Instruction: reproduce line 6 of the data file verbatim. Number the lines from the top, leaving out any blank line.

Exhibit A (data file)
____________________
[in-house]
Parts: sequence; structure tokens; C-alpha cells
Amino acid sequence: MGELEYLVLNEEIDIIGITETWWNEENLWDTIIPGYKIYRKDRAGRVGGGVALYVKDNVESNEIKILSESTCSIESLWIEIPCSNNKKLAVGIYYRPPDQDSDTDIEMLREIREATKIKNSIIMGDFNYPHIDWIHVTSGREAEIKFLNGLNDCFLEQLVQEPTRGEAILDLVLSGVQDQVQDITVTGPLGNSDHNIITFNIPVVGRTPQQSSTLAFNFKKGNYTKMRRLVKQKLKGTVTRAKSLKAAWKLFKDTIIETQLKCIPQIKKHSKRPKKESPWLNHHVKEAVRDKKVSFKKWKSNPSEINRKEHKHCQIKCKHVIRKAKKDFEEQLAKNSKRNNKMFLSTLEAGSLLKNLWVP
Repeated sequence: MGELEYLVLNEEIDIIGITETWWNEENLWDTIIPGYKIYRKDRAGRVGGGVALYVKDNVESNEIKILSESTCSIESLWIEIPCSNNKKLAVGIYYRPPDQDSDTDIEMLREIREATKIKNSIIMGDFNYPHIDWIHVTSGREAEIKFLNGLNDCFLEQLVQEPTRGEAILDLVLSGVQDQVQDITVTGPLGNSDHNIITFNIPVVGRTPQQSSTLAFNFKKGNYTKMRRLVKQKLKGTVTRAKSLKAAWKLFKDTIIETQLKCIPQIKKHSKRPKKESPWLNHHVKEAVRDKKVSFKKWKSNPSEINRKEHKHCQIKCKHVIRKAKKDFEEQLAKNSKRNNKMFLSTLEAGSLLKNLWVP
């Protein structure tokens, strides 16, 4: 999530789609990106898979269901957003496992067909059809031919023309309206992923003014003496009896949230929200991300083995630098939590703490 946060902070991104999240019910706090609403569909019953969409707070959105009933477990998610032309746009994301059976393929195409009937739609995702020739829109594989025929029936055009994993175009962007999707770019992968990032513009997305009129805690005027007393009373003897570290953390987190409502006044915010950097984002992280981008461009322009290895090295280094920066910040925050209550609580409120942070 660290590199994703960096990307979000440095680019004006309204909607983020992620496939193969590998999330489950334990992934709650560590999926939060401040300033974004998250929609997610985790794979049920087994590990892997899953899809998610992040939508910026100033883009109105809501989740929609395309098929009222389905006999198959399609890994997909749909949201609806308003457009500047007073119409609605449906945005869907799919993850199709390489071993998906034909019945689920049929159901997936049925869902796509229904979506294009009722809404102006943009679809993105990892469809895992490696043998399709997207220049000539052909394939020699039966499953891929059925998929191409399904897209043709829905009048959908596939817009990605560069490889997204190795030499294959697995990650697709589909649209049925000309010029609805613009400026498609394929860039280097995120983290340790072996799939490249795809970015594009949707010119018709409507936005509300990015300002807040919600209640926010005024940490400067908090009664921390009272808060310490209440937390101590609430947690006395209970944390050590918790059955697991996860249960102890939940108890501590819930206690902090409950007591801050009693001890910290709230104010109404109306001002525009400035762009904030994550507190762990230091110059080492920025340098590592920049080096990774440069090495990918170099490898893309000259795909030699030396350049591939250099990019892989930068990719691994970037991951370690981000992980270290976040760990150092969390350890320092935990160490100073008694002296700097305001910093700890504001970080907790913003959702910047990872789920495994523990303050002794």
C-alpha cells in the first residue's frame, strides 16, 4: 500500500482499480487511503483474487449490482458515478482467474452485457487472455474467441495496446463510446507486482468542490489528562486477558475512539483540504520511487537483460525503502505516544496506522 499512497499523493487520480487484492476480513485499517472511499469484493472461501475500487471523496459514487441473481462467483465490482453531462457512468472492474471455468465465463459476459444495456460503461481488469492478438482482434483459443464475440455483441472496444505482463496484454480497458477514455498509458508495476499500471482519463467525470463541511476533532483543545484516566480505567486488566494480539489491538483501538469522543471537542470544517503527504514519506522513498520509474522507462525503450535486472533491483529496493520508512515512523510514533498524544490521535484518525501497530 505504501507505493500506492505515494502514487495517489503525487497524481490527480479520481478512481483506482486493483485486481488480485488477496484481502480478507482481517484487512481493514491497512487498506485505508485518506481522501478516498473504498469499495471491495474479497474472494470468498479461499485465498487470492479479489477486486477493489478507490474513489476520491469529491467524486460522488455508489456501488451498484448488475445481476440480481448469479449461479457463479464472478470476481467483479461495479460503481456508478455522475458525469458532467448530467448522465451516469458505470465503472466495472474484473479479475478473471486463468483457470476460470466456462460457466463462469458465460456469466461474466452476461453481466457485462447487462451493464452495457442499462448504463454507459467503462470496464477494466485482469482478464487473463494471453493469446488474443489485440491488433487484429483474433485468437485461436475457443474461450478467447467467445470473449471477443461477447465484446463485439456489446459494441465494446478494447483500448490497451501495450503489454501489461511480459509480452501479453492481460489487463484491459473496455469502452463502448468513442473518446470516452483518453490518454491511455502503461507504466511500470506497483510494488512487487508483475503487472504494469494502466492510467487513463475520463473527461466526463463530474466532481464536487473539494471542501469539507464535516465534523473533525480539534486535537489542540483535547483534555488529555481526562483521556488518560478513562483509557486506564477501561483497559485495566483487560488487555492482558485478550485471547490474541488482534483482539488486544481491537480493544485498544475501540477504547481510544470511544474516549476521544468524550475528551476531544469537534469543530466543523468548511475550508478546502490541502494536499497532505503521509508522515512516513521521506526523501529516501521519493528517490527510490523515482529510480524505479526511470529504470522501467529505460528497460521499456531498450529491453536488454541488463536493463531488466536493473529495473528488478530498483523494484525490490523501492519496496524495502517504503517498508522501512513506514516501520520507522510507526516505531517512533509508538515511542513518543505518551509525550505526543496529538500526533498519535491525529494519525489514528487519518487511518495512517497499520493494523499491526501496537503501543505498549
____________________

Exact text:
C-alpha cells in the first residue's frame, strides 16, 4: 500500500482499480487511503483474487449490482458515478482467474452485457487472455474467441495496446463510446507486482468542490489528562486477558475512539483540504520511487537483460525503502505516544496506522 499512497499523493487520480487484492476480513485499517472511499469484493472461501475500487471523496459514487441473481462467483465490482453531462457512468472492474471455468465465463459476459444495456460503461481488469492478438482482434483459443464475440455483441472496444505482463496484454480497458477514455498509458508495476499500471482519463467525470463541511476533532483543545484516566480505567486488566494480539489491538483501538469522543471537542470544517503527504514519506522513498520509474522507462525503450535486472533491483529496493520508512515512523510514533498524544490521535484518525501497530 505504501507505493500506492505515494502514487495517489503525487497524481490527480479520481478512481483506482486493483485486481488480485488477496484481502480478507482481517484487512481493514491497512487498506485505508485518506481522501478516498473504498469499495471491495474479497474472494470468498479461499485465498487470492479479489477486486477493489478507490474513489476520491469529491467524486460522488455508489456501488451498484448488475445481476440480481448469479449461479457463479464472478470476481467483479461495479460503481456508478455522475458525469458532467448530467448522465451516469458505470465503472466495472474484473479479475478473471486463468483457470476460470466456462460457466463462469458465460456469466461474466452476461453481466457485462447487462451493464452495457442499462448504463454507459467503462470496464477494466485482469482478464487473463494471453493469446488474443489485440491488433487484429483474433485468437485461436475457443474461450478467447467467445470473449471477443461477447465484446463485439456489446459494441465494446478494447483500448490497451501495450503489454501489461511480459509480452501479453492481460489487463484491459473496455469502452463502448468513442473518446470516452483518453490518454491511455502503461507504466511500470506497483510494488512487487508483475503487472504494469494502466492510467487513463475520463473527461466526463463530474466532481464536487473539494471542501469539507464535516465534523473533525480539534486535537489542540483535547483534555488529555481526562483521556488518560478513562483509557486506564477501561483497559485495566483487560488487555492482558485478550485471547490474541488482534483482539488486544481491537480493544485498544475501540477504547481510544470511544474516549476521544468524550475528551476531544469537534469543530466543523468548511475550508478546502490541502494536499497532505503521509508522515512516513521521506526523501529516501521519493528517490527510490523515482529510480524505479526511470529504470522501467529505460528497460521499456531498450529491453536488454541488463536493463531488466536493473529495473528488478530498483523494484525490490523501492519496496524495502517504503517498508522501512513506514516501520520507522510507526516505531517512533509508538515511542513518543505518551509525550505526543496529538500526533498519535491525529494519525489514528487519518487511518495512517497499520493494523499491526501496537503501543505498549